They sustain the land, contribute to the poverty alleviation programme of the country and fostering harmony between neighbours. These two businesses must not clash but, instead, they should complement each other. However, their survival is dependent on the curtailing of the food and security crises being experienced at the moment.
As we move further into this discussion, we need to understand nomadic Fulani movement and their activities that extend all the way to Senegal, Burkina Faso, Libya, the northern part of Ghana and the Cameroons.
Therefore, when the drought, as a result of climate change and desertification occurred in the late 1970s and early 1980s, most of the greenbelt and water bodies along the fringes of the Sahara got completely depleted, leaving the herders with very little grazing fields. It should be noted that long before now and for hundreds of years the herders moved in accordance to climate change. Sometimes, they leave their lands for a few years so it can regain lost nutrients before they come back to it. This process of farming is known as shifting cultivation.
There was never any conflict and the herders continued to move seasonally. It took them a few months to travel and they got rid of the aged animals along the way, after which they returned to their hamlets.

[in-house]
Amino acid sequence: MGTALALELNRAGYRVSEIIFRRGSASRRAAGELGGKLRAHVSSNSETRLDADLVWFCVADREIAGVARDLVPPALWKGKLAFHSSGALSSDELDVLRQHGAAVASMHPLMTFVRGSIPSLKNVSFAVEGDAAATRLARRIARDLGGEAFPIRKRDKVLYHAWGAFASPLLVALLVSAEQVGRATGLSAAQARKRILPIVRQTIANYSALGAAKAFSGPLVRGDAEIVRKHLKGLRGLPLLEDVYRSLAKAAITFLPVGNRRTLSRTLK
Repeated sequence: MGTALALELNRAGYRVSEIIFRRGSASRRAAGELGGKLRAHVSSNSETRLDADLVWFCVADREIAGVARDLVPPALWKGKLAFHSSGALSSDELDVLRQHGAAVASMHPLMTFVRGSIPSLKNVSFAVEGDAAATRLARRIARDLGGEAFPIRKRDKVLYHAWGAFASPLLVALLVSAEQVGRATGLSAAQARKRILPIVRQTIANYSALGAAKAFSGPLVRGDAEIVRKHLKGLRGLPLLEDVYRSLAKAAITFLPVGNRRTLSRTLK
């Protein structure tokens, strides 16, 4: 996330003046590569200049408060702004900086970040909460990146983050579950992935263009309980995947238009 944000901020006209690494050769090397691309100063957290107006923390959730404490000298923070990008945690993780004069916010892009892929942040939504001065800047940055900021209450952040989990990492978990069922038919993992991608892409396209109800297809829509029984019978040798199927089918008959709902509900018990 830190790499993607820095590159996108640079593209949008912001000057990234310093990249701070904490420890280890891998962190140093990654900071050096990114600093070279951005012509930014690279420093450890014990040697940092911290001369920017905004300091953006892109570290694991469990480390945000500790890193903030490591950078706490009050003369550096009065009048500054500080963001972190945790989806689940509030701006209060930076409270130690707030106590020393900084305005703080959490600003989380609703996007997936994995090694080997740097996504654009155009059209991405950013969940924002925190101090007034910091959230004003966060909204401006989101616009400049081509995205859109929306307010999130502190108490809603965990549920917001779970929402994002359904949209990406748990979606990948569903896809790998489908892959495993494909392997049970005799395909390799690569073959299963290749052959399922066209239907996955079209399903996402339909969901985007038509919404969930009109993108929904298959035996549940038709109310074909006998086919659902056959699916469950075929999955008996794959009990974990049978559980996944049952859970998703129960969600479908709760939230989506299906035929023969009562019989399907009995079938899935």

As far as I can remember, during such journeys, they never trampled on anyone’s farm and did not wish to be urbanised. Instead, they always returned home to their natural hamlets.
The biggest problem on our hands is that due to the porous borders between Nigeria, Cameroon, Niger, and Nigeria being a buffer country with a lot of greenery (especially in the middle belt), all these countries’ herders have joined their brothers in the North to invade parts of Nigeria.
Hundreds of nomads have entered the country with their thousands of animal heads. Countries that were in war, such as Libya and Chad, migrated with their arms as the herders found them to be useful escorts. Now they have found a place in Nigeria and this is very worrying.
Coupled with the solutions that have already been proffered, it is important that we are having the right conversation and not once again politicising the situation to the detriment of human life.